Every generation matures to a point that it views youth (and youthfulness) with disdain. It’s natural and expected. Perhaps because, as we age, we pine for what was. We miss those days when we were carefree, irresponsible, reckless and impulsive. If we’re honest, we see ourselves in those kids…and cringe. And then we start sounding more like grandpas and grandmas…because we are.
What goes around, comes around.
It’s been that way since Adam and Eve lamented how Cain turned out.
GenTech is having a best seller party, Thursday, March 26, 2020, 7-8pm EST on Amazon and the book will be free for 1-hour. Join us, and please share!

Want to learn more about GenTech? Go to, and we are on Facebook: @authorrichchromey, Twitter: @MyGenTech2020, and Instagram @MyGenTech. You can reach Dr. Rick Chromey at

[1] “5 Things Older Leaders Can’t Stand About Younger Leaders” by Carey Nieuwhof:
[2] Socrates (469-399 B.C.):

Tour Schedule:

Mar 23 – Locks, Hooks and Books – book spotlight / guest post / giveaway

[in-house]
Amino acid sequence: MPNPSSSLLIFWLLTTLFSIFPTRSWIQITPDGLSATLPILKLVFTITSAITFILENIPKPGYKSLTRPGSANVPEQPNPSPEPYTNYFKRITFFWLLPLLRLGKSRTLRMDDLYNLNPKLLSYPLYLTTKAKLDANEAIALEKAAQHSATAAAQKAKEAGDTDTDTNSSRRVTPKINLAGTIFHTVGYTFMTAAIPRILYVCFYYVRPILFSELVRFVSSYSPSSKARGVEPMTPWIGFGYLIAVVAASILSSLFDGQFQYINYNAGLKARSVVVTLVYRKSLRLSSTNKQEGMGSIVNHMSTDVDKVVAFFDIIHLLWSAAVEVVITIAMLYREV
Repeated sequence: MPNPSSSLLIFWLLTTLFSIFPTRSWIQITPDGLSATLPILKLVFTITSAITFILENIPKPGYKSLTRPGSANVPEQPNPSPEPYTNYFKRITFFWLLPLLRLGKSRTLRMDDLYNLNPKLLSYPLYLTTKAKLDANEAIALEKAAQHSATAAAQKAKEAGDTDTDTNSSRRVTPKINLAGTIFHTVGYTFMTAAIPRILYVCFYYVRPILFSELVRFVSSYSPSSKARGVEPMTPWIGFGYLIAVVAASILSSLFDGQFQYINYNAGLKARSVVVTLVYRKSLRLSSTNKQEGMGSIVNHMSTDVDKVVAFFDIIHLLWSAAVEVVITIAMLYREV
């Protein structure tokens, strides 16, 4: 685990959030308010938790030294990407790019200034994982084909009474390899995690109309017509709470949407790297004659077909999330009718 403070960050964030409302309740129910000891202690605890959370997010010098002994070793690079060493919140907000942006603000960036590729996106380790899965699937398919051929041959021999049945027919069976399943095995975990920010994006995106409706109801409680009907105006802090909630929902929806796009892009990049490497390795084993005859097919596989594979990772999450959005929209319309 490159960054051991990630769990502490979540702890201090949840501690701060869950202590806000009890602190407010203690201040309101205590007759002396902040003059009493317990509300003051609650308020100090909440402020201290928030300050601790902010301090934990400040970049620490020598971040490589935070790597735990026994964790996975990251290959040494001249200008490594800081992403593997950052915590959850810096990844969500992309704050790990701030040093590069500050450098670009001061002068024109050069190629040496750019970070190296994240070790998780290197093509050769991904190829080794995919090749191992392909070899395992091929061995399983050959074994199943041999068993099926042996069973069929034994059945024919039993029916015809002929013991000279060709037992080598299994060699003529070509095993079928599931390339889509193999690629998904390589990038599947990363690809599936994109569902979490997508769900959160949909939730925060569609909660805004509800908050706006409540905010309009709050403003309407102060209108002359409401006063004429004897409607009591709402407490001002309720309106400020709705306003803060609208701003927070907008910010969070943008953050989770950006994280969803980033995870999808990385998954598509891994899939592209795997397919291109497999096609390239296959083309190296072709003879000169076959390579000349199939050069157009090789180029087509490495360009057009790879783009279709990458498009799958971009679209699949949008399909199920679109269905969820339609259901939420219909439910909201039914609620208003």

Mar 23 - Working Mommy Journal – book spotlight / giveaway
Mar 24 – Book Corner News and Reviews – book spotlight / giveaway
Mar 24 - Splashes of Joy – book spotlight / giveaway
Mar 25 - Rockin Book Reviews – book spotlight / guest post / giveaway
Mar 25 - Celticlady's Reviews – book spotlight / giveaway
Mar 25 – The Irresponsible Reader – book spotlight / guest post / giveaway
Mar 25 - Jazzy Book Reviews – book spotlight / author interview / giveaway
Mar 26 – Literary Flits – book spotlight / giveaway
Mar 26 - Library of Clean Reads – book spotlight / giveaway
Mar 26 – Mystery Suspense Reviews – book spotlight / guest post
Mar 27 – The Avid Reader – book spotlight / giveaway
Mar 30 – Books and Zebras – book spotlight / giveaway
Mar 31 – T’s stuff – book spotlight / giveaway
Mar 31 - Sefina Hawke's Books – book spotlight
Apr 1 – Stephanie Jane – book spotlight / giveaway
Apr 2 – Books for Books – book spotlight
Apr 3 - Svetlana's reads and views – book spotlight / giveaway

Enter the Giveaway:

a Rafflecopter giveaway


  1. Thank you for sharing this intriguing article and book.

  2. Thank you for joining the tour, we are grateful for your participation! Rick is delighted to provide a guest blog post. We will share to social media. Lynette Hoy and author Dr. Rick Chromey

  3. We are so grateful for your sharing this information and hope you will all join us tomorrow, Thursday, March 26, 2020 at 7pm EST for our bestseller campaign, it will last one hour! It will take place online on Amazon only. The eBook version, which is live now, will be free for one hour. You may have to refresh this link tomorrow night! Thank you!